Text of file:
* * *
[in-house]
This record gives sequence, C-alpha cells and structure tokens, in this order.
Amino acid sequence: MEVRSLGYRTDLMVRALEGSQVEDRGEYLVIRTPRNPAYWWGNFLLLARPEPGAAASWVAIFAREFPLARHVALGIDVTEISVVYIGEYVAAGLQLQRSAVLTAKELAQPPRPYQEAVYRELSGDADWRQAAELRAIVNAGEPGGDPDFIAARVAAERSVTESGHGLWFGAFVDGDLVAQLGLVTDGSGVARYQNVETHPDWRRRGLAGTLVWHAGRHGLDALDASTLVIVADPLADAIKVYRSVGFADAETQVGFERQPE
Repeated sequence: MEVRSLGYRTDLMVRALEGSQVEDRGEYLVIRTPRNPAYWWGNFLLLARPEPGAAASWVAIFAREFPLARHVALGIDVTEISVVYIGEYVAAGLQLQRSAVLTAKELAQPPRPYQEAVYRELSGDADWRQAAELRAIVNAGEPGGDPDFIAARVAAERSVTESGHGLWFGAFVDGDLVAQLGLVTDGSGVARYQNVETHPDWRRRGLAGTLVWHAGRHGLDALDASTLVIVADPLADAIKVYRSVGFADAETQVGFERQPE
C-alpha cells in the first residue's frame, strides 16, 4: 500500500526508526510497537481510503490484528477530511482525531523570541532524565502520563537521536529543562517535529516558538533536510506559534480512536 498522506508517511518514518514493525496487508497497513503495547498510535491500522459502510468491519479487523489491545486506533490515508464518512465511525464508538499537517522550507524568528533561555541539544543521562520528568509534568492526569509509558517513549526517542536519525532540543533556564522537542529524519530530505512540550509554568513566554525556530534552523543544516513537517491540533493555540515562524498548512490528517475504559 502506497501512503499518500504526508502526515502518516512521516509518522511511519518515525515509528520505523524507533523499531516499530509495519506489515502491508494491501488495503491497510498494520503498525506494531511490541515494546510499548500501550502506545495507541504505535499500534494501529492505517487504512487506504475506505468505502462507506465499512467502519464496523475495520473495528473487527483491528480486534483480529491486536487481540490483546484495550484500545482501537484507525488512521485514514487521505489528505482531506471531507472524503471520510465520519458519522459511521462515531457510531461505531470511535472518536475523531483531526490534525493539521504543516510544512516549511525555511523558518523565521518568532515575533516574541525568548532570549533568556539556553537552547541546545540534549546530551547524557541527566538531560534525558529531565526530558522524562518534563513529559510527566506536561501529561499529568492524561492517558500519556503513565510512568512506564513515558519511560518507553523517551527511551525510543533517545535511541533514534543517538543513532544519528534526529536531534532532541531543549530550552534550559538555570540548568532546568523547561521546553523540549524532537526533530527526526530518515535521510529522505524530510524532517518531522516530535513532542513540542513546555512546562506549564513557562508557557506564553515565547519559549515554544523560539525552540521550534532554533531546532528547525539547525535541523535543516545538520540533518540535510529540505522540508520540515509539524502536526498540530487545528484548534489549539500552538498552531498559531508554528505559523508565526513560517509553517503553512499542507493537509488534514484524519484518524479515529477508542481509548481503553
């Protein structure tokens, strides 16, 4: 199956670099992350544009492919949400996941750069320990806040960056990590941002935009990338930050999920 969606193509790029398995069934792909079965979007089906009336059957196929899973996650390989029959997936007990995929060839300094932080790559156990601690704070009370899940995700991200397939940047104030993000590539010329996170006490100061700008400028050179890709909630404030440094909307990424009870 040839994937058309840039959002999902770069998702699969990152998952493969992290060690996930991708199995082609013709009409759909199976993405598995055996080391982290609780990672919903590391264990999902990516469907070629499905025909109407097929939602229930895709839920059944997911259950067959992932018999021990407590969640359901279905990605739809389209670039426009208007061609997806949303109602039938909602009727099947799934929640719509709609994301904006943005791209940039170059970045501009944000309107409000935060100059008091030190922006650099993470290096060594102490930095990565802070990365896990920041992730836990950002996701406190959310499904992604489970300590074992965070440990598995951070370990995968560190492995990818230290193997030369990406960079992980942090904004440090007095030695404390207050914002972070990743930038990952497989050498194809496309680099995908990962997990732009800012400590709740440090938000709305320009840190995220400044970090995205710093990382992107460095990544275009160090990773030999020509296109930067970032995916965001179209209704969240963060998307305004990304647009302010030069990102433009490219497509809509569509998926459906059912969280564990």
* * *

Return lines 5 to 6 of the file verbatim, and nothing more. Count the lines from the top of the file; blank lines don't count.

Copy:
C-alpha cells in the first residue's frame, strides 16, 4: 500500500526508526510497537481510503490484528477530511482525531523570541532524565502520563537521536529543562517535529516558538533536510506559534480512536 498522506508517511518514518514493525496487508497497513503495547498510535491500522459502510468491519479487523489491545486506533490515508464518512465511525464508538499537517522550507524568528533561555541539544543521562520528568509534568492526569509509558517513549526517542536519525532540543533556564522537542529524519530530505512540550509554568513566554525556530534552523543544516513537517491540533493555540515562524498548512490528517475504559 502506497501512503499518500504526508502526515502518516512521516509518522511511519518515525515509528520505523524507533523499531516499530509495519506489515502491508494491501488495503491497510498494520503498525506494531511490541515494546510499548500501550502506545495507541504505535499500534494501529492505517487504512487506504475506505468505502462507506465499512467502519464496523475495520473495528473487527483491528480486534483480529491486536487481540490483546484495550484500545482501537484507525488512521485514514487521505489528505482531506471531507472524503471520510465520519458519522459511521462515531457510531461505531470511535472518536475523531483531526490534525493539521504543516510544512516549511525555511523558518523565521518568532515575533516574541525568548532570549533568556539556553537552547541546545540534549546530551547524557541527566538531560534525558529531565526530558522524562518534563513529559510527566506536561501529561499529568492524561492517558500519556503513565510512568512506564513515558519511560518507553523517551527511551525510543533517545535511541533514534543517538543513532544519528534526529536531534532532541531543549530550552534550559538555570540548568532546568523547561521546553523540549524532537526533530527526526530518515535521510529522505524530510524532517518531522516530535513532542513540542513546555512546562506549564513557562508557557506564553515565547519559549515554544523560539525552540521550534532554533531546532528547525539547525535541523535543516545538520540533518540535510529540505522540508520540515509539524502536526498540530487545528484548534489549539500552538498552531498559531508554528505559523508565526513560517509553517503553512499542507493537509488534514484524519484518524479515529477508542481509548481503553
């Protein structure tokens, strides 16, 4: 199956670099992350544009492919949400996941750069320990806040960056990590941002935009990338930050999920 969606193509790029398995069934792909079965979007089906009336059957196929899973996650390989029959997936007990995929060839300094932080790559156990601690704070009370899940995700991200397939940047104030993000590539010329996170006490100061700008400028050179890709909630404030440094909307990424009870 040839994937058309840039959002999902770069998702699969990152998952493969992290060690996930991708199995082609013709009409759909199976993405598995055996080391982290609780990672919903590391264990999902990516469907070629499905025909109407097929939602229930895709839920059944997911259950067959992932018999021990407590969640359901279905990605739809389209670039426009208007061609997806949303109602039938909602009727099947799934929640719509709609994301904006943005791209940039170059970045501009944000309107409000935060100059008091030190922006650099993470290096060594102490930095990565802070990365896990920041992730836990950002996701406190959310499904992604489970300590074992965070440990598995951070370990995968560190492995990818230290193997030369990406960079992980942090904004440090007095030695404390207050914002972070990743930038990952497989050498194809496309680099995908990962997990732009800012400590709740440090938000709305320009840190995220400044970090995205710093990382992107460095990544275009160090990773030999020509296109930067970032995916965001179209209704969240963060998307305004990304647009302010030069990102433009490219497509809509569509998926459906059912969280564990």